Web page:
All The Cool People

Green tea latte

So there I was, sitting in a very crowded Starbucks in terminal C of Newark Liberty International Airport. If you’ve been there, you know the one — right next to the United Club just after security. It’s typically a scene of complete pandemonium as travelers, flight crew, and TSA employees pack the line trying to get their caffeine fix on. It’s not easy to just relax there, but you can if you really try.

I was sitting at one end of the long bar-height table that runs the length of the store, drinking my drink and not thinking much about anything. I had about 90 minutes to wait until my connecting flight boarded.

A twentysomething woman came up to me and asked, apologetically, if she could put her stuff down to my right, at the end of the long table. I said “But of course. All the cool people sit here.” and scooted over a bit.

She stood at the end of the long table next to me, chatting with a friend she was apparently traveling with, drinking her drink. When I heard her comment that she was just about the only person she knew who ever ordered the Starbucks green tea latte, I looked owlishly at her and lifted the lid off my own drink, revealing that to be precisely what I was enjoying.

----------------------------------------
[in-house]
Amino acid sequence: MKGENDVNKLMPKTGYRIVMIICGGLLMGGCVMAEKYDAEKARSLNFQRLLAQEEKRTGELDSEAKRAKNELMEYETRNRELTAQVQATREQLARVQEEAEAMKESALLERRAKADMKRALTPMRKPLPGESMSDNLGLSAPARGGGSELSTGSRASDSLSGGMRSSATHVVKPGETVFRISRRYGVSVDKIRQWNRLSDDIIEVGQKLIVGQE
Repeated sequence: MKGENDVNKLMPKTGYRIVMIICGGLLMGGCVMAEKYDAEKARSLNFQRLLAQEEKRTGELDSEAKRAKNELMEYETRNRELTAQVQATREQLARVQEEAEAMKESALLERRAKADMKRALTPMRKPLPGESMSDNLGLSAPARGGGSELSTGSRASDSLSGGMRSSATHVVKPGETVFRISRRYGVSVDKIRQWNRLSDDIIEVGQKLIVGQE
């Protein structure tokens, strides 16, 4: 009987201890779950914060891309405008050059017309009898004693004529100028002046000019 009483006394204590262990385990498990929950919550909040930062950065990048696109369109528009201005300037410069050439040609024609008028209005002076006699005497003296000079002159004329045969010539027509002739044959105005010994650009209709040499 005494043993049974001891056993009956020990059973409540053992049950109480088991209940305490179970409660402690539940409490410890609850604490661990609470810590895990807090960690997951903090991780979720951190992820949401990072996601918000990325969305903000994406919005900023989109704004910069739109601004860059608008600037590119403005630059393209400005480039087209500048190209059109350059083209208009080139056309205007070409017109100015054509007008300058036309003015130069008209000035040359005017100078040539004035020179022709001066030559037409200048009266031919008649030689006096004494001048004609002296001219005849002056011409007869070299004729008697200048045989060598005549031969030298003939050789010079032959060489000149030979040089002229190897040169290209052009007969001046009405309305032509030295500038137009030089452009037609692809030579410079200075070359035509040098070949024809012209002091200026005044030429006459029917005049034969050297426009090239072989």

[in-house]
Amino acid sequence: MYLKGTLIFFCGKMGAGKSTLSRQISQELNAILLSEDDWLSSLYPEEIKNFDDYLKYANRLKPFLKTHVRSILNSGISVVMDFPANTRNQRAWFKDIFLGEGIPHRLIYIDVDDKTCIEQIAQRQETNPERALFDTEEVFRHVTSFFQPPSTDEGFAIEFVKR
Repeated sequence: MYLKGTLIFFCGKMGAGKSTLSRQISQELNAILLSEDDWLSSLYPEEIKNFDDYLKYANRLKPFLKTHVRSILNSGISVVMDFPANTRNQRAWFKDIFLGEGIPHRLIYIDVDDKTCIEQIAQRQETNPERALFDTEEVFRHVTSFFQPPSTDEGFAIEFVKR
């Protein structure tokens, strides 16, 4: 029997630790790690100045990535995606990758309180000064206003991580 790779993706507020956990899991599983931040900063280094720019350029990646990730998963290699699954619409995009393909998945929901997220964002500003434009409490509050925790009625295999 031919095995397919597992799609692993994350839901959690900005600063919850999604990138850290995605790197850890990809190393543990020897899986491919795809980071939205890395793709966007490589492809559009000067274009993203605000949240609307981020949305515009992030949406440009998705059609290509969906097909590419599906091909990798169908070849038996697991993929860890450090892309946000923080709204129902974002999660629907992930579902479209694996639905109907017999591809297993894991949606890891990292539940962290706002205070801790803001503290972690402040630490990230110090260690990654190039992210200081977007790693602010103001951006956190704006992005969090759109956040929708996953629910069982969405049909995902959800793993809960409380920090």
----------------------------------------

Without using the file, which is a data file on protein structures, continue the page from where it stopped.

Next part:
“Ohmigosh,” she exclaimed. “Someone else who likes that!”

I nodded urbanely. “All the cool people do.”

They went on talking and I went on ruminating and drinking my drink.

Then she happened to glance at my cup, which as per Starbucks normal practice, had my name scrawled on it. “Is your name Jay? My dad’s name is Jay!”

Imperturbably, I nodded. “All the cool people…”

She laughed. I smiled.

Sometimes it is possible to connect with another human being, even in the unlikeliest of places.

 

 

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DNE

“DNE” written on a whiteboard or chalkboard is supposed to mean “do not erase”. When I was a student at the University of Georgia, I saw it only infrequently, but it seems to have been more common elsewhere, or in any event, become so subsequently.

Randall Munroe, of XKCD fame, called attention to “DNE” usage with this strip several years ago:

I've seen advertisers put their URLs on chalkboards, encircled with a DNE. They went unerased for months. If you see this, feel free to replace the URL with xkcd.com.

Recently, I decided to test for myself how sacrosanct something marked with “DNE” would actually be in practice:

DNE

When I added that, the board was full of random gibberish from various meetings that had been held in the room. Now it’s blank — except for my circled mystery code.

Two weeks and counting.

 

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Primal Scream Time: Atlanta Braves Edition

Screaming baseballI know most people on my friends list aren’t sports fans, and most of you consider a day without me saying anything on social media “a good day”, but I’m sorry, I just have to let loose a virtual primal scream here.